"We played more our style of game tonight, and those are the ones we have to win," Mattingly said. "We talked about it today. We need to stay with what we do, stay with who we are. What I didn't like yesterday was that we didn't have the feel that we expected to win. I expect to win every day, no matter who we play, not matter our matchups.
"Tonight -- I'm not happy with losing -- but I could tell we felt we were going to win. As long as we play with that energy, we're going to be fine. That's part of toughness."
And Mattingly reminded the media, as he earlier reminded his players, that toughness is something he demands.
"That's what I said when I took the job, and part of toughness is losing 18 of 24 and not backing off or expecting not to win," he said. "It's a fight now. We're going through tough times. I want a club that's tough, that comes every day expecting to win, and that's not changing with me. I'm not backing off that."
Dodgers starter Nathan Eovaldi, pitching for the first time in nine days, was again the victim. Moved up one day to fill in for Chad Billingsley, Eovaldi made it through five innings but couldn't keep up with Phillies starter Joe Blanton, who utilized plate umpire Bill Miller's low strike zone for eight innings.
Eovaldi is 1-6, the Dodgers having scored seven runs total in those losses, with a 4.33 ERA and five homers allowed in 52 innings. As a point of reference, Clayton Kershaw had a 4.26 ERA his rookie season with 11 homers in 107 2/3 innings.
"I don't think [opposing hitters] are figuring him out," Mattingly said. "You make mistakes, you get hit. He tried to come inside to Rollins and it leaked over the plate. The nice thing is, he's not walking guys in front of them. He's going to keep growing into a better pitcher."
It was former Dodger Juan Pierre driving in the Phillies' first run with a two-out single in the second inning that brought home Carlos Ruiz, who had doubled.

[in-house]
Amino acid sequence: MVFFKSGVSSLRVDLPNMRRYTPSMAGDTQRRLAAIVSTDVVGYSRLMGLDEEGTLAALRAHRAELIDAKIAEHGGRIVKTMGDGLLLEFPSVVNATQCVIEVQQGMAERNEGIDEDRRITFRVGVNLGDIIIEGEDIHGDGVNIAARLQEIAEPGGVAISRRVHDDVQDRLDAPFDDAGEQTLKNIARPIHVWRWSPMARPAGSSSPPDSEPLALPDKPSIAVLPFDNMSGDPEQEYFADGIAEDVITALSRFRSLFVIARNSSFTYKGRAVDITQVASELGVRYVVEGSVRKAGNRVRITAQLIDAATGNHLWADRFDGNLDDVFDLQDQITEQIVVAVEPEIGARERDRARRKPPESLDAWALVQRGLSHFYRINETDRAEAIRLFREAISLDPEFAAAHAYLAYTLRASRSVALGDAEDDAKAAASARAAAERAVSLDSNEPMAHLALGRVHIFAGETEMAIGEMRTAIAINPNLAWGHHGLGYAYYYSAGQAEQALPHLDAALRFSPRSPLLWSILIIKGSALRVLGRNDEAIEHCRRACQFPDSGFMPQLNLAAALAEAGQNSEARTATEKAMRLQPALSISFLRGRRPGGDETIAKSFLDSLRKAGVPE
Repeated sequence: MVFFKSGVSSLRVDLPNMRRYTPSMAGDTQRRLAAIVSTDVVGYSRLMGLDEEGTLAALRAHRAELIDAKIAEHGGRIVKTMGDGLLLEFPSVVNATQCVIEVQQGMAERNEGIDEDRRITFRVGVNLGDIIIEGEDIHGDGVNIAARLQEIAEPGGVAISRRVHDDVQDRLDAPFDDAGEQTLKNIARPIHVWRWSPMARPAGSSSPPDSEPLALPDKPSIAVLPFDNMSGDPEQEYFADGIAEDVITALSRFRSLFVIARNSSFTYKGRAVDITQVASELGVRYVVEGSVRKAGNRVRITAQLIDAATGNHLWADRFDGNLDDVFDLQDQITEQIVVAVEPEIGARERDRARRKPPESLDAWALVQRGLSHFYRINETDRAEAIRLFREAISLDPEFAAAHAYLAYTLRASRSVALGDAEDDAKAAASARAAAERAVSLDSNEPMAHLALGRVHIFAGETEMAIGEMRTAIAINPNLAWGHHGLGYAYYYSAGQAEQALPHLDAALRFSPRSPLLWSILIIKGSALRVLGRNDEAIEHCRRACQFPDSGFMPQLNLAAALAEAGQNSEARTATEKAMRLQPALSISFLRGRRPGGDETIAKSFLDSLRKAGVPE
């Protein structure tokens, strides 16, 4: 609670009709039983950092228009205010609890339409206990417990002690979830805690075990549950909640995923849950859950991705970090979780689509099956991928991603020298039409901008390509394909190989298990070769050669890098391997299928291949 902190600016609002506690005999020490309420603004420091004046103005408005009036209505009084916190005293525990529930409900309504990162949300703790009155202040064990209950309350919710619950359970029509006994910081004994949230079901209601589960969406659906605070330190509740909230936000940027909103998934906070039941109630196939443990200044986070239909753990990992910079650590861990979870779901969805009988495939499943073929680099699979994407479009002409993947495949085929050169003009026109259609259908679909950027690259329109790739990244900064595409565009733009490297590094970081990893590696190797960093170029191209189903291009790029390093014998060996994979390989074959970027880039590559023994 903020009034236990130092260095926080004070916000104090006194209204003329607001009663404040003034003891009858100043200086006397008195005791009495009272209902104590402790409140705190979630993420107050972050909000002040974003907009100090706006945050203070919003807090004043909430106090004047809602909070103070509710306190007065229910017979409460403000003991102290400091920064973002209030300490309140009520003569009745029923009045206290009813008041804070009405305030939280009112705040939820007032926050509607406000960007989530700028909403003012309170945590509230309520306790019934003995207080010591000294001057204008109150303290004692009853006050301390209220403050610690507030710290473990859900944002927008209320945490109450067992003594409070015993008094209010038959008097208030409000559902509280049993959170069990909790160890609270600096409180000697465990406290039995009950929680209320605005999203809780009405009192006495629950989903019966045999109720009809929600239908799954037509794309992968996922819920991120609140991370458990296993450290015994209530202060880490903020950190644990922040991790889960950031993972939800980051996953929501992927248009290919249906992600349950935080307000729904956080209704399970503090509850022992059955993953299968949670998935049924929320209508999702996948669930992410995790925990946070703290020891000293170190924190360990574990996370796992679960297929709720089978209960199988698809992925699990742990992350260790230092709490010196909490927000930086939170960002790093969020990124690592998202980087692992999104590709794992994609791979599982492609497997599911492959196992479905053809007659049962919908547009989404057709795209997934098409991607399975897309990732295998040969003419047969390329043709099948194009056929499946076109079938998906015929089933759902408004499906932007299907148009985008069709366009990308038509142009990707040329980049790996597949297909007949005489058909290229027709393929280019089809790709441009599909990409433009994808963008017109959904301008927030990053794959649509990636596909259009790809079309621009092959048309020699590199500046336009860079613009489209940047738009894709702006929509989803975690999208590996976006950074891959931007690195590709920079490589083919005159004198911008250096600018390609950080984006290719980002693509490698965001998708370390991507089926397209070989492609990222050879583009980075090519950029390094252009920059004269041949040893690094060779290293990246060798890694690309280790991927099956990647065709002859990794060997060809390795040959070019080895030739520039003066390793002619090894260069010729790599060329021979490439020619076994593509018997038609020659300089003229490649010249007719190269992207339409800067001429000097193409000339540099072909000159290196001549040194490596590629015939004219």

Rollins' home run in the third inning doubled the lead, and the Dodgers messed up a rundown play two batters later, allowing Victorino to get to second base, only for catcher A.J. Ellis to pick him off and end the inning.
But Howard led off the next inning with an opposite-field homer, his first since returning from last year's Achilles tendon surgery and 11th in 25 Dodger Stadium games.
"Rollins, I was trying to go inside on him on a 3-2, but I left it over the middle part of the plate and he hit it," Eovaldi said. "Howard, I felt like I located it pretty well. It was a changeup down and away and he's just a good hitter.
"I just have to do a better job of working ahead in counts and then when I am ahead, I have to try and put them away quickly."
In the sixth, Jerry Hairston led off with a double and Mark Ellis was called out by first-base umpire Wally Bell on a grounder to second base, even though Howard missed the throw from second baseman Chase Utley. After an umpire huddle, the call was reversed and the Dodgers had runners on the corners. Matt Kemp bounced into a double play as Hairston scored from third.
"We still had a couple-run lead, so I was just focused on trying to get the double-play ball out of the gate, try to clear the bases and go from there," Blanton said. "You get a couple guys on with nobody out and you've got a lead, you've got to try to limit the damage and keep the lead. I did that. As a pitcher you can always be happy with that when you have the lead in that situation."
The Dodgers put two on with no out in the seventh as Juan Rivera and James Loney singled. After fouling a bunt attempt, Luis Cruz faked a bunt and hit a comebacker to Blanton, who threw for the out at second, but Rollins did a toe tap looking for the bag and never got a throw off to first base. A.J. Ellis struck out to bring up former Phillie Bobby Abreu, and the first pitch to him was wild as Rivera scored. Abreu flied out to end the inning.
The Dodgers' bullpen kept the game close, with two perfect innings from Shawn Tolleson, one scoreless by Scott Elbert and Ronald Belisario striking out the side in the ninth.